Summary: The attitude of a person’s heart or soul, not his or her outward actions determines one’s destiny.
A GOOD MAN LOST & A BAD MAN SAVED
SELF-RIGHTEOUSNESS IS SELF-DECEPTION
33 LU. 18:9-14 (Prayer)
PROP: The attitude of a person’s heart or soul, not his or her actions determines one’s destiny.
1. Notice the make-up of the crowd to whom Jesus spoke. V. 9 makes clear the central theme of this story.
2. Joke: A S.S. teacher was teaching about the bad Pharisee who thanked God that he was not like the publican. She concluded by saying, “Now let’s all bow & thank God that we are not like the Pharisee.”
3. Devout Pharisees prayed at 9 am, noon, & 3 pm. Prayers at the Temple were thought to be more effective.
4. One coming to the Temple to pray at the time of the evening sacrifice (i.e. the 9th hour, 3 p.m.) would first see a priest slaughter & cut up the sacrificial lamb, & would then notice that a priest went to the Holy Place to burn incense. These acts were performed daily in the name of the people whom the priests represented in order to affirm daily Israel’s relationship to God. After this the priest pronounced a blessing with outstretched arms. Other elements of the liturgy were the clash of the cymbol, blasts of the trumpet, reading Psalms, & the singing of the Levite choir in a minor key. (Dalman, G. (1935). SACRED SITES AND WAYS, London: SPCK.)
5. Pharisee means separated, a name their adversaries gave them. They called themselves HABERIM meaning associate: one who associates himself with the law in order to observe it strictly.
The Jews had faced a brutal time during the interbiblical period under the rule of the Selucid ruler Antiochus IV Epiphanes. The intertestamental books of Maccabees tell the story of the rise of Judas Maccabees & his followers who were willing to be martyred rather than capitulate to Greek idolatry. The HASADIM were those faithful Jews who fought against this opposition. They were the forerunners of the Pharisees of Jesus’ time. (J. Ellsworth Kalas, PARABLES OF JESUS (1988), Nashville: Abingdon, p. 91).
They came from the ranks of the Scribes. They united themselves into an association during the interbiblical period, but became hostile to the Maccabeans because they lost interest in the law & became political. All acts of public worship, prayers, & sacrifices fell under the Pharisees’ authority. They believed in immortality, angels, divine providence, human freedom, & Israel’s election. They avoided as far as possible contact with non-Pharisees.
The Talmud lists 7 kinds of Pharisees.
1) SHECHEMITE, who kept the law for what he could profit thereby.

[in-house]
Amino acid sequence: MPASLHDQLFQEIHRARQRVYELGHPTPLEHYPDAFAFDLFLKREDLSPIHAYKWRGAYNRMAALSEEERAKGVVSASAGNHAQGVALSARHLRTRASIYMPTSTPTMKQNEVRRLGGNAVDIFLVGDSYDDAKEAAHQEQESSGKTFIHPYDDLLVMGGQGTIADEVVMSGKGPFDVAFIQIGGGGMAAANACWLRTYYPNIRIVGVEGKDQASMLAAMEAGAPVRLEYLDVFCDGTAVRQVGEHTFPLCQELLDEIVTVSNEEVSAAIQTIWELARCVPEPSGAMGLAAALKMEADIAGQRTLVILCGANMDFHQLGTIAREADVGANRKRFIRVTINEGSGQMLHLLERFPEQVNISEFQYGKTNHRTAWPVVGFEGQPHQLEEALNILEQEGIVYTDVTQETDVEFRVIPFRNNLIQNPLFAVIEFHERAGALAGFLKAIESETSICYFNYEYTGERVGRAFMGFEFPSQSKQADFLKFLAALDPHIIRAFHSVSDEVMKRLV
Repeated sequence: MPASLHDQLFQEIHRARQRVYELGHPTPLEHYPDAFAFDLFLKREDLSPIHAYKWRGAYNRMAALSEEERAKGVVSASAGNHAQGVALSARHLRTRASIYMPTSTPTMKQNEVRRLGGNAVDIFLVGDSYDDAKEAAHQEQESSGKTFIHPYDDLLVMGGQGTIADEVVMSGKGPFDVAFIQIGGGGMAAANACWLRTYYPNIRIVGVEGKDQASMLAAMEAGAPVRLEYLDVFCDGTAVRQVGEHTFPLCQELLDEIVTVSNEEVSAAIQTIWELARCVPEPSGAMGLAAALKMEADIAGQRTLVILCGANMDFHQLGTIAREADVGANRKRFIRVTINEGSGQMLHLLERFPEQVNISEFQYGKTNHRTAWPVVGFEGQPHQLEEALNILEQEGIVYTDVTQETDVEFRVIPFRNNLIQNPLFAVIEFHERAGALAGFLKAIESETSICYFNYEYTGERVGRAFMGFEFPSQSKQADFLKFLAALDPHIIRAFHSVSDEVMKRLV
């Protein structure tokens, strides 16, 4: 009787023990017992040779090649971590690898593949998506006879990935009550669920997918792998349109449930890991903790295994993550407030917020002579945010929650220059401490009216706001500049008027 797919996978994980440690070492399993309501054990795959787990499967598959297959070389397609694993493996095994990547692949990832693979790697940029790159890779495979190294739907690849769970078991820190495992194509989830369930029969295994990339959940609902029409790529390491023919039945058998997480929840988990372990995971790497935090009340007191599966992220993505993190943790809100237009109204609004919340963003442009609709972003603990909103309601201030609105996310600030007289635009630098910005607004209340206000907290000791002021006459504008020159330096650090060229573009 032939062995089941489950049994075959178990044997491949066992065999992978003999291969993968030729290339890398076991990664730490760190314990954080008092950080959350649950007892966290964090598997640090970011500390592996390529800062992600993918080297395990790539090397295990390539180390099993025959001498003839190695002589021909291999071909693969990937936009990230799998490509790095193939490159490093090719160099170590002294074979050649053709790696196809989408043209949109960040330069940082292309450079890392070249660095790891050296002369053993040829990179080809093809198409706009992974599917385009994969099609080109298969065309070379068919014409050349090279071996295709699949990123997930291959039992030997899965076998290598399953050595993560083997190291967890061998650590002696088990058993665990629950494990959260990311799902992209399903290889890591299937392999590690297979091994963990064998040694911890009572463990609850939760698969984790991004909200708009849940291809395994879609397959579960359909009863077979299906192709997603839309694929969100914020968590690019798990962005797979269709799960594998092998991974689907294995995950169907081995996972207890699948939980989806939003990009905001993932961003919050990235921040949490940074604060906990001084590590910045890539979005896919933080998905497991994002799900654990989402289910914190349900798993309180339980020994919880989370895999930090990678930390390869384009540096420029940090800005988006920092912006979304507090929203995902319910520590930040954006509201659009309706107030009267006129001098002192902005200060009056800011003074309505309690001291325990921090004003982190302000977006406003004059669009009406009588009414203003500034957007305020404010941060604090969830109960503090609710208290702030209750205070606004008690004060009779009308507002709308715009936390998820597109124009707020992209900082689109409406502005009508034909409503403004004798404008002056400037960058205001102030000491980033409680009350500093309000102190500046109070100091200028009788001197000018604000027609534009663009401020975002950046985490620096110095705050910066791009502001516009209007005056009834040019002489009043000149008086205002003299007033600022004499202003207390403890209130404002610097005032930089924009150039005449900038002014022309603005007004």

2) TUMBLING, who, to appear humble, always hung their heads down & thus often fell.
3)BLEEDING, who, to avoid seeing women, walked with closed eyes & were often wounded,
4) MORTAR, who wore a motar shaped cap covering his eyes to avoid seeing impurities or indecencies.
5) WHAT-AM-I-YET-TO-DO, who, not knowing the law, often asked “What is my duty?”
6) FEARFUL, who kept the law because of fear of future judgment.
7) LOVE, who obeyed the law because he loved the Lord with all his heart (UNGER’S BIBLE DICTIONARY (1957), Chicago: Moody, pp. 854, 855).
Remember, Paul the Apostle was a Pharisee.
I. A GOOD MAN LOST.
1. Confident: “I thank you that I am not liKe other people.”
1) He was singing “Amazing Grace” on his way to church.
2) He scrupulous, a really good moral man. He was one who helped pay the bills, teach the classes, visit the sick, feed the hungry. He was a better man than I am, & probably better than you. He was one of the best defenders of his nation’s religious heritage.
3) He frequented this Temple on Mt Moriah regularly. We Baptists think we have it bad to go to church 3 times weekly. Devout Catholics go to mass daily. This Pharisee went to the Temple for evening prayer daily.
4) He went to pray. The Pharisees introduced the standing position for prayer to be noticed. V. 11: literally, “prayed to himself.”
5) He was not an extortioner (stealer), an unjust person, or an adulterer. He confessed other people’s sin, not his own.
6) He tithed whatever he ate, sold, or bought.
7) He fasted on Mon. & Thurs. according to the Oral Law although Moses only required it once a year of the Day of Atonement, Lev. 23;27. Mon. & Thurs. were market days with a bigger audience to admire their piety (Foster, CELEBRATION OF DISCIPLINE (1998), p. 51). I invite you to fast with me on Good Friday each year.
8) Pharisees were not popular, but were highly respected. You could have bought with confidence a used camel from a Pharisee.
2. Confused: He closed his prayer abruptly.
1) His righteousness was outward, not inward.